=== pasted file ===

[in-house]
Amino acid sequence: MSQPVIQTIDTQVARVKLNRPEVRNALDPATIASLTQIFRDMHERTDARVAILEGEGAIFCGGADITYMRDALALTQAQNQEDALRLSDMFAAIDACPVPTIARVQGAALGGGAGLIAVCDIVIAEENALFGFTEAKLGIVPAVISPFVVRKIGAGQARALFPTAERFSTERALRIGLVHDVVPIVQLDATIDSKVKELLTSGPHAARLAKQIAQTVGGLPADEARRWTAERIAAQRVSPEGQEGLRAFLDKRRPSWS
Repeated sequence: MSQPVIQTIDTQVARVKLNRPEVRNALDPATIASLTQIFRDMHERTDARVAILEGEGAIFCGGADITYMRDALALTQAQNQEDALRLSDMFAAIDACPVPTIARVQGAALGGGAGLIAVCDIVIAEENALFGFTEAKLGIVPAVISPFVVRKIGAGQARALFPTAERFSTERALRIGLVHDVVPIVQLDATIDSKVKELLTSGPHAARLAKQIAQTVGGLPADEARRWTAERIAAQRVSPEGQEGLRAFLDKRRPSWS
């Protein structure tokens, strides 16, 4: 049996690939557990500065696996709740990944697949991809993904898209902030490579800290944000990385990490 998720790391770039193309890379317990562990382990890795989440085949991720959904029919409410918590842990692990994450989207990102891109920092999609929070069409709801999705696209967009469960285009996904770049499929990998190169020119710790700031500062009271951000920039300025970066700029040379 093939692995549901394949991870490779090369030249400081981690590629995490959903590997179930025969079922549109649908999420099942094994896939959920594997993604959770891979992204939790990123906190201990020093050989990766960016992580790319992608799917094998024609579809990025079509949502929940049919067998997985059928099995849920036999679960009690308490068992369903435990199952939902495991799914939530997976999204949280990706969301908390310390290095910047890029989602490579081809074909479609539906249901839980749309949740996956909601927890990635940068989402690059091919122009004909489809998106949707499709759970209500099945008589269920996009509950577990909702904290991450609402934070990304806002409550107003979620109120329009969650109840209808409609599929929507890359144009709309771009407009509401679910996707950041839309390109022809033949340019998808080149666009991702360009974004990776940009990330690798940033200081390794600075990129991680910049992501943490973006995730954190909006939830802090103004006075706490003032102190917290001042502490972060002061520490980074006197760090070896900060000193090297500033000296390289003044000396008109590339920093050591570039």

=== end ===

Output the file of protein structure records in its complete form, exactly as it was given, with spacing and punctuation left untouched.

[in-house]
Amino acid sequence: MSQPVIQTIDTQVARVKLNRPEVRNALDPATIASLTQIFRDMHERTDARVAILEGEGAIFCGGADITYMRDALALTQAQNQEDALRLSDMFAAIDACPVPTIARVQGAALGGGAGLIAVCDIVIAEENALFGFTEAKLGIVPAVISPFVVRKIGAGQARALFPTAERFSTERALRIGLVHDVVPIVQLDATIDSKVKELLTSGPHAARLAKQIAQTVGGLPADEARRWTAERIAAQRVSPEGQEGLRAFLDKRRPSWS
Repeated sequence: MSQPVIQTIDTQVARVKLNRPEVRNALDPATIASLTQIFRDMHERTDARVAILEGEGAIFCGGADITYMRDALALTQAQNQEDALRLSDMFAAIDACPVPTIARVQGAALGGGAGLIAVCDIVIAEENALFGFTEAKLGIVPAVISPFVVRKIGAGQARALFPTAERFSTERALRIGLVHDVVPIVQLDATIDSKVKELLTSGPHAARLAKQIAQTVGGLPADEARRWTAERIAAQRVSPEGQEGLRAFLDKRRPSWS
């Protein structure tokens, strides 16, 4: 049996690939557990500065696996709740990944697949991809993904898209902030490579800290944000990385990490 998720790391770039193309890379317990562990382990890795989440085949991720959904029919409410918590842990692990994450989207990102891109920092999609929070069409709801999705696209967009469960285009996904770049499929990998190169020119710790700031500062009271951000920039300025970066700029040379 093939692995549901394949991870490779090369030249400081981690590629995490959903590997179930025969079922549109649908999420099942094994896939959920594997993604959770891979992204939790990123906190201990020093050989990766960016992580790319992608799917094998024609579809990025079509949502929940049919067998997985059928099995849920036999679960009690308490068992369903435990199952939902495991799914939530997976999204949280990706969301908390310390290095910047890029989602490579081809074909479609539906249901839980749309949740996956909601927890990635940068989402690059091919122009004909489809998106949707499709759970209500099945008589269920996009509950577990909702904290991450609402934070990304806002409550107003979620109120329009969650109840209808409609599929929507890359144009709309771009407009509401679910996707950041839309390109022809033949340019998808080149666009991702360009974004990776940009990330690798940033200081390794600075990129991680910049992501943490973006995730954190909006939830802090103004006075706490003032102190917290001042502490972060002061520490980074006197760090070896900060000193090297500033000296390289003044000396008109590339920093050591570039």